The modernisation of R&D models could be key to reducing spend on new drugs, a point that Deloitte makes about the need to transform the clinical trials process.
Colin Terry, European Life Sciences R&D leader at Deloitte, explains: “Revitalising today’s clinical trials processes and operations will drastically improve trial efficiency, enhance science-based decisions, and expand collective health equity. Clinical trials of the future will be tailored to the convenience, medical, and behavioural needs of diverse patient populations impacted by the diseases under investigation.
“Virtual trials, including at-home check-ups, remote monitoring and assessments and direct-to-patient drug distribution, are just some of the ways in which R&D leaders can decentralise the clinical trial process to cut drug development timelines. Not only will this ’digital-first’ approach place a lower-burden on patients and health care workers, but it will also have the added benefit of significantly reducing environmental impact due to reduced travel and fewer in-person interactions.”
Unfortunately, whilst the pandemic saw an increase in the use of technology to enable things like decentralised clinical trials, from Miruna Sasu, President and CEO of data and analytics company COTA thinks there has been “a backslide post-pandemic on some of the major advancements we made in patient care and drug development.”
“Take decentralised clinical trials (DCTs) for example. At the height of the pandemic, DCTs were seen as a viable alternative to keeping the engines running on clinical trials when non-critical in-person care was paused. It’s like we’ve taken our foot off the gas when it comes to new approaches to care that spiked during the pandemic, including DCTs and virtual care, which threatens to slow much needed progress in these areas and limits our ability to respond when faced with future public health emergencies.”
And whilst Sasu feels that “pharma has taken its foot off the gas a bit when it comes to DCT technologies,” she is excited about the uptake of real-world data (RWD) and AI in pharma.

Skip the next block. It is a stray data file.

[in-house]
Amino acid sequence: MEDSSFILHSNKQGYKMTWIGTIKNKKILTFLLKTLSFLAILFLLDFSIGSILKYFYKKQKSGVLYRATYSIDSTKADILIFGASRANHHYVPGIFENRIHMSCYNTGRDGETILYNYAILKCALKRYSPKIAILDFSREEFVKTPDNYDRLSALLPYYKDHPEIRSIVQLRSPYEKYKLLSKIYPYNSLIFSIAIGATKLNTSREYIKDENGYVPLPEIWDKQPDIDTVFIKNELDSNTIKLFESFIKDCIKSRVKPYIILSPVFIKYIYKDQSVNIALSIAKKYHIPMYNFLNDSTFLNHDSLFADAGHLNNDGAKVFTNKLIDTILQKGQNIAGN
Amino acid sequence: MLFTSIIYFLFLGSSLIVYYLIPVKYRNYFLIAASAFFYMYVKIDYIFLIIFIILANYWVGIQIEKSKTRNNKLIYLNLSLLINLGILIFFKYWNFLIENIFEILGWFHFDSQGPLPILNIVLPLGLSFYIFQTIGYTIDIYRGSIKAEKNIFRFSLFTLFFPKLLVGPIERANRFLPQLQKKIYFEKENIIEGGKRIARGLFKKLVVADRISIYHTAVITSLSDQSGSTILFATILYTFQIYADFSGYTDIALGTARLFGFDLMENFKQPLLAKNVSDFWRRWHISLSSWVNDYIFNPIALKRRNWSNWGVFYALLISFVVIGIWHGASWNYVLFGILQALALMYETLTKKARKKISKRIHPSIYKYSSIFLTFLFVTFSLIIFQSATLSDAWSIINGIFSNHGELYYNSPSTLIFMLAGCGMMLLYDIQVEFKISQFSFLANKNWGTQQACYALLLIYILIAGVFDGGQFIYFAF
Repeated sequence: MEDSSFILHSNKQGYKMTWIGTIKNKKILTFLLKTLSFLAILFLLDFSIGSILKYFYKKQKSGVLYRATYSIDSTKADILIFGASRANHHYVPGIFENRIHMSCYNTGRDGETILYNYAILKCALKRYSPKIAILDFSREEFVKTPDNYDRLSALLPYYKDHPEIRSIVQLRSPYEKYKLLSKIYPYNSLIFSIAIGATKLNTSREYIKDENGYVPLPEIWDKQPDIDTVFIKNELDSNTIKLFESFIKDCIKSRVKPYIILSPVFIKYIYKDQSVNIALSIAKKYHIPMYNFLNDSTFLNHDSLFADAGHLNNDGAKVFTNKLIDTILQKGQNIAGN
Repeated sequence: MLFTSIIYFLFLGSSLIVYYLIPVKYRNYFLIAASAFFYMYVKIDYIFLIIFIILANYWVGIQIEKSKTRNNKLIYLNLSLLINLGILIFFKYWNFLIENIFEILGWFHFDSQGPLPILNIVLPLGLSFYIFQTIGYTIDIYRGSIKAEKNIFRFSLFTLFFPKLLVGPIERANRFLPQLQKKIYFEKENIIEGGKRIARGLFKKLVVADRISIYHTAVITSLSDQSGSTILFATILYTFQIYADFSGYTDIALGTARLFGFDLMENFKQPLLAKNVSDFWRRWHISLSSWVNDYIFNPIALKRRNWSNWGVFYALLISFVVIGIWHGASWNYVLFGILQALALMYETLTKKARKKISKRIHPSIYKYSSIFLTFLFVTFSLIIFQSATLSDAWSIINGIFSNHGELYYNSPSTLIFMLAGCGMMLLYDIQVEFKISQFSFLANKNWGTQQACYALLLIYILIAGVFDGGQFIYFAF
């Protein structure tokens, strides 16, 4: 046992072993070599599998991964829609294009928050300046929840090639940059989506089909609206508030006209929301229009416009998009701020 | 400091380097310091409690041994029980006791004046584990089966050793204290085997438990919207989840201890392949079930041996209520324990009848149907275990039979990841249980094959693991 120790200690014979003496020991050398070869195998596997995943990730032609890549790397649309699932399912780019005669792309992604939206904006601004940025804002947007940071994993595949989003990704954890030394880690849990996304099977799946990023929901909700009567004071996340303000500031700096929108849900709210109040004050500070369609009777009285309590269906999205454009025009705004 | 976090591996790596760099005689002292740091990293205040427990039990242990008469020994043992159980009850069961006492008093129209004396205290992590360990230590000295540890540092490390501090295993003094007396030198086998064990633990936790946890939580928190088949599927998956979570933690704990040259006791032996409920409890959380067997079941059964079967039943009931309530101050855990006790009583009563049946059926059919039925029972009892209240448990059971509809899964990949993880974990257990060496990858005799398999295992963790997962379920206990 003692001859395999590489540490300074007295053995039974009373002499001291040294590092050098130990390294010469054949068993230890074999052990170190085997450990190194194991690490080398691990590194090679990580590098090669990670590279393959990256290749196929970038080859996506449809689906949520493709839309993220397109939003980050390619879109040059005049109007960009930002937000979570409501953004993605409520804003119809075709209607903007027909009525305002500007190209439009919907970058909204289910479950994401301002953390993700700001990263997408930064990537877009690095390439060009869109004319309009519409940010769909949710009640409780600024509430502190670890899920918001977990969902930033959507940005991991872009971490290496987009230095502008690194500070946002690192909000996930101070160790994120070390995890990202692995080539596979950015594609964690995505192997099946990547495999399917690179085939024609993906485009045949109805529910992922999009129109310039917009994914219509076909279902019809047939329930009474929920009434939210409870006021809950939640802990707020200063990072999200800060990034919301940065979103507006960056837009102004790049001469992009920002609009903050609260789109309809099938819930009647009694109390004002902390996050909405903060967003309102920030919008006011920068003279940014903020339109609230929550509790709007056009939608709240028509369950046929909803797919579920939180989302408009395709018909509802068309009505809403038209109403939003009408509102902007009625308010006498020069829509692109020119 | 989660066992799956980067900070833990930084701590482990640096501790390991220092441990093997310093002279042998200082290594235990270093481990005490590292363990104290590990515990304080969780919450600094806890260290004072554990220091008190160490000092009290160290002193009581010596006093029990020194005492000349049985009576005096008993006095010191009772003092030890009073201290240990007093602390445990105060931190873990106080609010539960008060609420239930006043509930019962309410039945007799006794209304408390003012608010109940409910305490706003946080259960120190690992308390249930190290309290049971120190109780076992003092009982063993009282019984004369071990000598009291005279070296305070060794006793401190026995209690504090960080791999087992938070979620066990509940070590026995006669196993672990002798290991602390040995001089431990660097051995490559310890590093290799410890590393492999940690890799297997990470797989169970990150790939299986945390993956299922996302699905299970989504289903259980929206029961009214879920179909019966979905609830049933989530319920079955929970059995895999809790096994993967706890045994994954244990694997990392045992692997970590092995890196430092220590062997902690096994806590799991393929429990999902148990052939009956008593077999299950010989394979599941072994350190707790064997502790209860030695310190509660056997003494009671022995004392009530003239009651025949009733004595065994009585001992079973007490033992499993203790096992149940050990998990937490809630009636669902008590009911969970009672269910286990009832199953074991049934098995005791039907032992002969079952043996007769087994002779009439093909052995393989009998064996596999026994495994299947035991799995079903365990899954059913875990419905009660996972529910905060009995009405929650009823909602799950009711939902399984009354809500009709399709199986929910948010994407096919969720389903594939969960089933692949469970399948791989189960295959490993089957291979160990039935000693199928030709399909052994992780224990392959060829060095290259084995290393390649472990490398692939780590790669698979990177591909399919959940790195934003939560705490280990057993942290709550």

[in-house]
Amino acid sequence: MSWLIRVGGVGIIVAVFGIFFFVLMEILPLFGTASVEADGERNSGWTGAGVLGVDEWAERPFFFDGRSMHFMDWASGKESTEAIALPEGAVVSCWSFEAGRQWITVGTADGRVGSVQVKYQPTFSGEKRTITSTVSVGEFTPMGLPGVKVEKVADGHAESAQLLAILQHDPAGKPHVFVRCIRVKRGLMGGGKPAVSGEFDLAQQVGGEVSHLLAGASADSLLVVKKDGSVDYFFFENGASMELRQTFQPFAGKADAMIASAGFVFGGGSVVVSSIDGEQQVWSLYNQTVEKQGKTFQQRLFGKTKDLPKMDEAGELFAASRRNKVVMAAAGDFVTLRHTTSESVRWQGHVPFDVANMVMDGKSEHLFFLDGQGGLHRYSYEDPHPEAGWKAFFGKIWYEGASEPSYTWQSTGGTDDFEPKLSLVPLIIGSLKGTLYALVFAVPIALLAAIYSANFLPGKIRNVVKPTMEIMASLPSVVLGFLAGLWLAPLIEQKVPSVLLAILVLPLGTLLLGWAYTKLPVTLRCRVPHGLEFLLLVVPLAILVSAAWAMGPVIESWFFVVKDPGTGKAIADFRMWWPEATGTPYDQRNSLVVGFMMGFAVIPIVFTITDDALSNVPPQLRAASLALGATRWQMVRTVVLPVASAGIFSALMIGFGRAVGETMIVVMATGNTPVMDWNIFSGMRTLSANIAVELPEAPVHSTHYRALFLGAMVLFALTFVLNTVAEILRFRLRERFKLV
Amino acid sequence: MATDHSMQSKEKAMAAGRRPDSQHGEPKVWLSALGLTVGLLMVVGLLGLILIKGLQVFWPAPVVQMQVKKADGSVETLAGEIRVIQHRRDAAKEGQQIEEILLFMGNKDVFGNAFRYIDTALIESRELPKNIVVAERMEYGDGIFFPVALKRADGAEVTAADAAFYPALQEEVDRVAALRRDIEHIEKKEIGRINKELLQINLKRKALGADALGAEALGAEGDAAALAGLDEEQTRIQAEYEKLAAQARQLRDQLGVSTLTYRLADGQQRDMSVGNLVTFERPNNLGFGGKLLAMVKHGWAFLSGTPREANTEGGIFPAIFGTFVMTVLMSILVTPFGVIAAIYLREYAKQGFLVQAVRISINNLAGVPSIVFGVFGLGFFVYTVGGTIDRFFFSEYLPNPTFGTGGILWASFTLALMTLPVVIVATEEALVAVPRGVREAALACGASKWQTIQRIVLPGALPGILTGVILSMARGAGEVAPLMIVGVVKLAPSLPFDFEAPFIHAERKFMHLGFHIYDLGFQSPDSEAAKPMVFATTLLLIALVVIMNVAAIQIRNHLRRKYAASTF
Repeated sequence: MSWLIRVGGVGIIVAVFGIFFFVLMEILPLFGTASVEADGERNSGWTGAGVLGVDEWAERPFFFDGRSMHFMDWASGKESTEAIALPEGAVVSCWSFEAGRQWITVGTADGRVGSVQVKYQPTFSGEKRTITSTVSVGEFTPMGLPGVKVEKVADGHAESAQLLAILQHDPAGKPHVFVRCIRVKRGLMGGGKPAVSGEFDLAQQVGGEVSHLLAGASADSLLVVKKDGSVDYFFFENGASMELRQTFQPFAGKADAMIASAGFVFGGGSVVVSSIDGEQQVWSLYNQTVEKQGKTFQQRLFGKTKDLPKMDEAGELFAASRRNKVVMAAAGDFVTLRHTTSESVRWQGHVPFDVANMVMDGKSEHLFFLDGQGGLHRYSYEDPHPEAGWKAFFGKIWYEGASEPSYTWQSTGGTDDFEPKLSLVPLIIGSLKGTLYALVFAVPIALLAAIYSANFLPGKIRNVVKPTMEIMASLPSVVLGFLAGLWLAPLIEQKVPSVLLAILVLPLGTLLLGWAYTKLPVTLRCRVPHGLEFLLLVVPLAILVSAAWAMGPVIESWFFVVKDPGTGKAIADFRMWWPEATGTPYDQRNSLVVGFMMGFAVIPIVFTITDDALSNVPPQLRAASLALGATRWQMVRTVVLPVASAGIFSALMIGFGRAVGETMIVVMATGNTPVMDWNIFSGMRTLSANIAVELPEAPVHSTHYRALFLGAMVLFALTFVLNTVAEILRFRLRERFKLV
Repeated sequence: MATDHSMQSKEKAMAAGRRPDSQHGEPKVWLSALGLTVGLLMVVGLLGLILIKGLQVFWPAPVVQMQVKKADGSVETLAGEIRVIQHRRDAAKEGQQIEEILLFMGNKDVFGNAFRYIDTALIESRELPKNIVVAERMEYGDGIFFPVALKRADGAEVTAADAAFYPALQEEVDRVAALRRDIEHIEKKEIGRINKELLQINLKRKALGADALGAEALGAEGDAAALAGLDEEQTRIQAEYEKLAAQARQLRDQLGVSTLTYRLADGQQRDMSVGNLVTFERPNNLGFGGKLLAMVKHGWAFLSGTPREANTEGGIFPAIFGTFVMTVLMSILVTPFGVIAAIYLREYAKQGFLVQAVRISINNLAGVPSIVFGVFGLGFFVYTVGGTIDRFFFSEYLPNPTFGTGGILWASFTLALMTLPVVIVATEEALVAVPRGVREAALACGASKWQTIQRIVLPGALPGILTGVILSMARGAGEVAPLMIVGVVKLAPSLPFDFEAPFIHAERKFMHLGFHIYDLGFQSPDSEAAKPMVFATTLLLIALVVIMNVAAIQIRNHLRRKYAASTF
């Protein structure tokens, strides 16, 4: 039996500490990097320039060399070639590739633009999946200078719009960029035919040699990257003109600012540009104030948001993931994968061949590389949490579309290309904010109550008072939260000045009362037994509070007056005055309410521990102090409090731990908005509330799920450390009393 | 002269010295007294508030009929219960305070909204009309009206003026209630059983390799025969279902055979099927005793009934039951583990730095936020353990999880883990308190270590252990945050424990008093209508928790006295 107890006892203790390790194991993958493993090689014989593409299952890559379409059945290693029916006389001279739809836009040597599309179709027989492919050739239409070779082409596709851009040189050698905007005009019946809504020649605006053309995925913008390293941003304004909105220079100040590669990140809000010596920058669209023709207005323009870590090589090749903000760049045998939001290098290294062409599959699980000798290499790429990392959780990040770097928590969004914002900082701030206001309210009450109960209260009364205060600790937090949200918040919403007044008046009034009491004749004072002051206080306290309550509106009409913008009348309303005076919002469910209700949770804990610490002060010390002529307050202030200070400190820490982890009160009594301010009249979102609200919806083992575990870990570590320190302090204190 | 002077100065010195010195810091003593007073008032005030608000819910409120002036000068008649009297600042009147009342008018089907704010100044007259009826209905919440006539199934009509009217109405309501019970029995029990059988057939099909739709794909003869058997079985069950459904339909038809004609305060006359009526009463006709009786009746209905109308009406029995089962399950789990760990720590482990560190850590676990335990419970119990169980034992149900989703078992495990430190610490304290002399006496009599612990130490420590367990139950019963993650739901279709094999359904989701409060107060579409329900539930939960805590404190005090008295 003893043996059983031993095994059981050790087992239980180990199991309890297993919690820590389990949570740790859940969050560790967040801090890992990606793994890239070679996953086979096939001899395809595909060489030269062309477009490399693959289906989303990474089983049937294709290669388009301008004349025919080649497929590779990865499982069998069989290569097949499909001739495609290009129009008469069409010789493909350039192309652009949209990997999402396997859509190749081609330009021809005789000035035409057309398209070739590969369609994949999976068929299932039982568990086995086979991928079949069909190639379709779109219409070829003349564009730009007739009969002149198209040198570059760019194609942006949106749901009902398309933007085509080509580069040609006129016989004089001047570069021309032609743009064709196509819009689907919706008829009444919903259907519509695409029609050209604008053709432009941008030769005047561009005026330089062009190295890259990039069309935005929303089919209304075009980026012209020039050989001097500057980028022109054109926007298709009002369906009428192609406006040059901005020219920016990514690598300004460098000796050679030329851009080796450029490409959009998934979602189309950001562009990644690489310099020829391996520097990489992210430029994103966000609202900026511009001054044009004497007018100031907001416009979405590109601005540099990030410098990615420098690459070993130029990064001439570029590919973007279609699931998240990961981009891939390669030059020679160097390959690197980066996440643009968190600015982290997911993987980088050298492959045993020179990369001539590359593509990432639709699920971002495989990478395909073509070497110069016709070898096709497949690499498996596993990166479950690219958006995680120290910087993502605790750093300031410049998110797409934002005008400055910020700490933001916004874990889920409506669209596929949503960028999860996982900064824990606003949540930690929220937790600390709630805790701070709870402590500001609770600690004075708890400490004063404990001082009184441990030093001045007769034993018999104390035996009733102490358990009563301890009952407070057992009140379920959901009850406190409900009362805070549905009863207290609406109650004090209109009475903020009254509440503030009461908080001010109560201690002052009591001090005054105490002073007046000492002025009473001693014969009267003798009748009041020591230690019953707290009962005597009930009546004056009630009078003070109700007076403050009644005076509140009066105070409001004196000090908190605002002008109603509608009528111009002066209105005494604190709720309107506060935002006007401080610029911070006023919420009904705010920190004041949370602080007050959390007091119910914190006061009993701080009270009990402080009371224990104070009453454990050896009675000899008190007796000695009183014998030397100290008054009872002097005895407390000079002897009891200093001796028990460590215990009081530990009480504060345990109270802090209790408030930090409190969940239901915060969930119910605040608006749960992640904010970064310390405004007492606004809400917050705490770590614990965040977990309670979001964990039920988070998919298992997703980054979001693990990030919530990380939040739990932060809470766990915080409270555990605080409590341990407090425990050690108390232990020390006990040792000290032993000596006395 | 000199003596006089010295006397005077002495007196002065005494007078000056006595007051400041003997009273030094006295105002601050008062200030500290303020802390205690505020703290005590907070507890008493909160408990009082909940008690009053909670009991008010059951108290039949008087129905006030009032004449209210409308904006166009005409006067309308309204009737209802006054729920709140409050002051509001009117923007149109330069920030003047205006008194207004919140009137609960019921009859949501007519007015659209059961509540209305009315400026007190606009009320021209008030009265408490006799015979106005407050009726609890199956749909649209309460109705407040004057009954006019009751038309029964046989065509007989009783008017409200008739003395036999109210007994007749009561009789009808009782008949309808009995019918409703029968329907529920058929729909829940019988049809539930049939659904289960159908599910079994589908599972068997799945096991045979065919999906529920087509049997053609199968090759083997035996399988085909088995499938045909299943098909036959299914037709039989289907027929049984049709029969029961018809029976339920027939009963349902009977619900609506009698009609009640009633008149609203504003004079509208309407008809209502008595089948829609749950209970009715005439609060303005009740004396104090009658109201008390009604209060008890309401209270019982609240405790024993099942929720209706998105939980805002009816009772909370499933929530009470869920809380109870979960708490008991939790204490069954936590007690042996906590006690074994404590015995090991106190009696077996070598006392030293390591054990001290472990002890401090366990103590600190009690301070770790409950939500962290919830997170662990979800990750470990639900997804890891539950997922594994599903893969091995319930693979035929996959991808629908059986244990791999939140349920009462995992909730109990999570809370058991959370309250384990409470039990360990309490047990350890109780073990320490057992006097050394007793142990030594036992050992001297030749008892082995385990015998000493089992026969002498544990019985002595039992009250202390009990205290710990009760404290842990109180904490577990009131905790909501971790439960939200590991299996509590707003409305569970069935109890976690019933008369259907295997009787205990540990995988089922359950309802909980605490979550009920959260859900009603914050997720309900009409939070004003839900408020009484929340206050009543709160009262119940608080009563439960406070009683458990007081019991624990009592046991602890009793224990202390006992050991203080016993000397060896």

“Catalysed by the FDA’s updated RWD guidance, today we are seeing an increased focus on effectively integrating RWD into the evidence generated by clinical trials, but also in implementing clinical trial participant feedback into the design of studies to improve the patient experience. Across the board, we are seeing that leveraging traditional and non-traditional RWD is considered an important priority in order to achieve pharma business objectives,” Sasu adds.
Whilst the pharmaceutical industry may not have benefitted as much as it could have by implementing technology post-pandemic, one area which does seem to be making inroads is that of AI. Last year saw Sanofi acquire Insilico Medicne, a clinical-stage AI company, in a deal worth $21.5 million, to advance drug development for up to six candidates.
This year too has started with strong activity from BioNTech in a deal worth potentially over £500 million for the purchase of the AI/ML company InstaDeep. The deal is a move by BioNTech to expand its capabilities in AI-driven drug discovery and the development of immunotherapies and vaccines.
Ashu Singhal, Co-Founder and President at Benchling sees this type of activity as indication of the biotech industry heading towards a new way of working.
“While the scientific community has previously championed lone discovery or collaboration around a single molecule, AI is shaking this up and creating a more collaborative biotech sector. Now, labs are increasingly partnering to work on massive data sets, helping to accelerate the path to discovery and breakthrough,” Singhal says.
“AI in biotech will also be a driving force behind the hiring of new talent in the field of data science and AI and ML, helping to improve data standardisation and create a stronger digital data backbone across the industry. These changes will not only benefit the application of AI and ML in biotech, but improve scalability and efficiency in R&D overall.”
According to GlobalData genomics will play a significant role throughout 2023 in terms of how the industry understands, prevents and treats diseases. According the analytics company, advancements in sequencing and data analysing technologies can help improve diagnosis times and enable precision medicine approaches.
This is a prediction which Adrian Sutherland, Senior Architect at software development company Endava, agrees with. Sutherland believes that “genomic analysis and quantum simulations will help fuel breakthroughs.”
“The data size, low cost to capture and clinical potential of genomic data means that the systems that can analyse these data sets efficiently will become more and more important. Opportunities will progress for use cases such as cancer diagnoses based on liquid biopsies, predicting cancer progression and improving gene editing tools potential (e.g. CRISPR). As this technology takes hold, we’ll see different data united such as genomic and facial features to create AI models that can predict generic disorders from facial features alone.